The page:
One of the key principles of the long-tail theory is that one size does not fit all. Mainstream is not everything. A landscape of infinite diversity is equally matched by the ability to search through information in today’s digital social media world. Translating Chris Anderson’s theory from goods and services to consumers in social media, we find that the same theory holds true.

We are not one-dimensional people. We have many interests. We are like personal supermarkets with different aisles for different passions, and we can be influential in a variety of areas. As marketers, we must shift our belief that influence only comes from the labelled specialists in one category. We have to expand our shopping options from the specialists to the supermarkets. If I’m looking for an influencer on fine wine, I don’t always have to go to the sommelier. I can equally trust my friend that drinks a lot of wine (who may also be in advertising and passionate about travelling).

The Power of Clusters

Look no further than buzz words like “crowdsourcing” or “group buying” as evidence that the power of clusters is increasing in our current social media environment. This same force is powering social influence in the long tail as well.

While writing this column, I took a break to play a few rounds (OK, a few hours) of Angry Birds on the iPhone. It got me thinking about how rapidly this game has taken off since its release earlier this year. What happened between the launch and the 6.5 million active users the game has today? I only started playing this game in the past week so I’m definitely not one of the early adopters. My path of influence came from a variety of sources telling me it was a great game to play. Thinking back, those references came from a few famous musicians I follow on micro-blogs, and a cluster of my friends that couldn’t stop talking about it. Are these people typically labelled as gaming influencers? No. But they influenced me through frequency without ever having to read a professional review or listen to a gaming specialist.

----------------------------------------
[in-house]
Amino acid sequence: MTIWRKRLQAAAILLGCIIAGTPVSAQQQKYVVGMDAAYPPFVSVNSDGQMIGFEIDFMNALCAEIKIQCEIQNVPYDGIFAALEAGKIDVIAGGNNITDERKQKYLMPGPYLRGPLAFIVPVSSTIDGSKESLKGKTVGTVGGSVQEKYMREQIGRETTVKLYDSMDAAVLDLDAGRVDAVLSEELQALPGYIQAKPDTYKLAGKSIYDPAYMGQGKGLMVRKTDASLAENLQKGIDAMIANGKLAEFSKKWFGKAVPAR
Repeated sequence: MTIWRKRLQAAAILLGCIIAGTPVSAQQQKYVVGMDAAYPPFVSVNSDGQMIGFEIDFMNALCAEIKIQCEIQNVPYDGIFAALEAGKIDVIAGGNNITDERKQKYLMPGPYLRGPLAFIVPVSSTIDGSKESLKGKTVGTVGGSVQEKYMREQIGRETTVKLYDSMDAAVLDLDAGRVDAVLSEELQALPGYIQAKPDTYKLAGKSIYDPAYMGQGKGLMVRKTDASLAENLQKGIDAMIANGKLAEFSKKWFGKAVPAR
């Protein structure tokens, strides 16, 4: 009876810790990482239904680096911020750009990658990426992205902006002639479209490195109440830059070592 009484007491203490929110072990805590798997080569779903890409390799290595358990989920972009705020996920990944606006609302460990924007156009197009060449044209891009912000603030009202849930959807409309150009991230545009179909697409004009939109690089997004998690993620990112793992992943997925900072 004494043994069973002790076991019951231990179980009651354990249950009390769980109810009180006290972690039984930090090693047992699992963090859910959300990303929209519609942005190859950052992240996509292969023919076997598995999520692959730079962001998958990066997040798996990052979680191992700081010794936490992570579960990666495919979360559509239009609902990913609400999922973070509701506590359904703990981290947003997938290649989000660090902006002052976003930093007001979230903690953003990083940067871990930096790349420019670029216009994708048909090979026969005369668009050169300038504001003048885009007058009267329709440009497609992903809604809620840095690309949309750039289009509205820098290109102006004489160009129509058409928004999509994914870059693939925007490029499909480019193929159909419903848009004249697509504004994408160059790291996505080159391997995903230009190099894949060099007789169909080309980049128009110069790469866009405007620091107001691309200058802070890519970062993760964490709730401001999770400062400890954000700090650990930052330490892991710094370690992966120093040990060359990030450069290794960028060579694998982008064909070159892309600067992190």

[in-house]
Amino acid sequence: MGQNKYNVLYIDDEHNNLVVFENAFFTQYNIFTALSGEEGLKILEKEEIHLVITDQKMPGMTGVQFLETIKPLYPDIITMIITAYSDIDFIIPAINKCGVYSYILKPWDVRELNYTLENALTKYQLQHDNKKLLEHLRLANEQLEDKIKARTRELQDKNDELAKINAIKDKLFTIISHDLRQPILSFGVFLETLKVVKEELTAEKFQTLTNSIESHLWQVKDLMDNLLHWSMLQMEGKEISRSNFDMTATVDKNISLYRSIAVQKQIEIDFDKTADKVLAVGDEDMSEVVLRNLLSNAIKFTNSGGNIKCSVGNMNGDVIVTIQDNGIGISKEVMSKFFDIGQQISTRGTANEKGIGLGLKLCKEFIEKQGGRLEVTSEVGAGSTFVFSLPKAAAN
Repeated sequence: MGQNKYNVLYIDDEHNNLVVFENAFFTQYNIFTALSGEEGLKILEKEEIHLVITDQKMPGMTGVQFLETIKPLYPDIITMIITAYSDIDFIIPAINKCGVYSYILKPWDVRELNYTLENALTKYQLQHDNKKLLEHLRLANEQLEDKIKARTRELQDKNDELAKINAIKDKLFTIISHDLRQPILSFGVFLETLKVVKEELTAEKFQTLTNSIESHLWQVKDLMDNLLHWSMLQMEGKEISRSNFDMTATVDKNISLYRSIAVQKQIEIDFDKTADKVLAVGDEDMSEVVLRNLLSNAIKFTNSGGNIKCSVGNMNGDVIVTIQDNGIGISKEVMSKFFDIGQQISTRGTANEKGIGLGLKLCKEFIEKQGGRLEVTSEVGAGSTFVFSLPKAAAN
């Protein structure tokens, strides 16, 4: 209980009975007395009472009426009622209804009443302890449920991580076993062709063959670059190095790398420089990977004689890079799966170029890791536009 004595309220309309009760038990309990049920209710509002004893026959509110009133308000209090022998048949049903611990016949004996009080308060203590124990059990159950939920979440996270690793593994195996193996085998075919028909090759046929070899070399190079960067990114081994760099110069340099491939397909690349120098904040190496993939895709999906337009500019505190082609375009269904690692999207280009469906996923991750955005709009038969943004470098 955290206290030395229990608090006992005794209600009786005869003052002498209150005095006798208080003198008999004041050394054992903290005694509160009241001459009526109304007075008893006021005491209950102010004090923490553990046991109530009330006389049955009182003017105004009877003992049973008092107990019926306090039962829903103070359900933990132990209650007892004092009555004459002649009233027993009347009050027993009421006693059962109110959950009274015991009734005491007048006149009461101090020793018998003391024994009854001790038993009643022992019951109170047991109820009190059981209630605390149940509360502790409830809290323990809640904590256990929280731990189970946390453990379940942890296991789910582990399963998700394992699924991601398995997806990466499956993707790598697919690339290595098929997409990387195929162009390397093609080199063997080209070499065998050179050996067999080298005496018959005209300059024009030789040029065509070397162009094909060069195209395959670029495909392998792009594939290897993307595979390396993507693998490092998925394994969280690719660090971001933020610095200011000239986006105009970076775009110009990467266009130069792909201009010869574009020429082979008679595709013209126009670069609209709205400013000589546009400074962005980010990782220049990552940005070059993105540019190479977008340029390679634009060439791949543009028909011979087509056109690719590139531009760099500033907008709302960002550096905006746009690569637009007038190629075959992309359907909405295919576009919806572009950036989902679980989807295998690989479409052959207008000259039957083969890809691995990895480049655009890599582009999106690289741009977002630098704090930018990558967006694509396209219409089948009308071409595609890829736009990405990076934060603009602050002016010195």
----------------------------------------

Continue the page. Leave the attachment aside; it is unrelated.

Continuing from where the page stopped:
This is just one of many cases on how that initial 16 percent of early adopters around a new idea or behaviour is increasingly harder to define at the origin. These clusters of 16 percent can spawn from many different places and as long as they happen around your social connections, you will be influenced in the same way as if they were specialists. Further evidence of this trend can be found in the way social platforms like Facebook are starting to cluster sharing of a common link amongst your friends so you know when a topic is increasing in frequency around you.

Key Lesson

Hedge your bets. Look at a larger pool of people that you define as influencers. Some of them may fire off a chain reaction in their social circles. Be prepared that many of them won’t. Your objective is to give yourself as many chances as possible to succeed, and your long-tail influencers offer greater efficiency and probability towards sparking conversations.

I’ll pick up on the same topic in my next column on how to find and engage long-tail influencers. Stay tuned. Comments are welcomed in the meantime.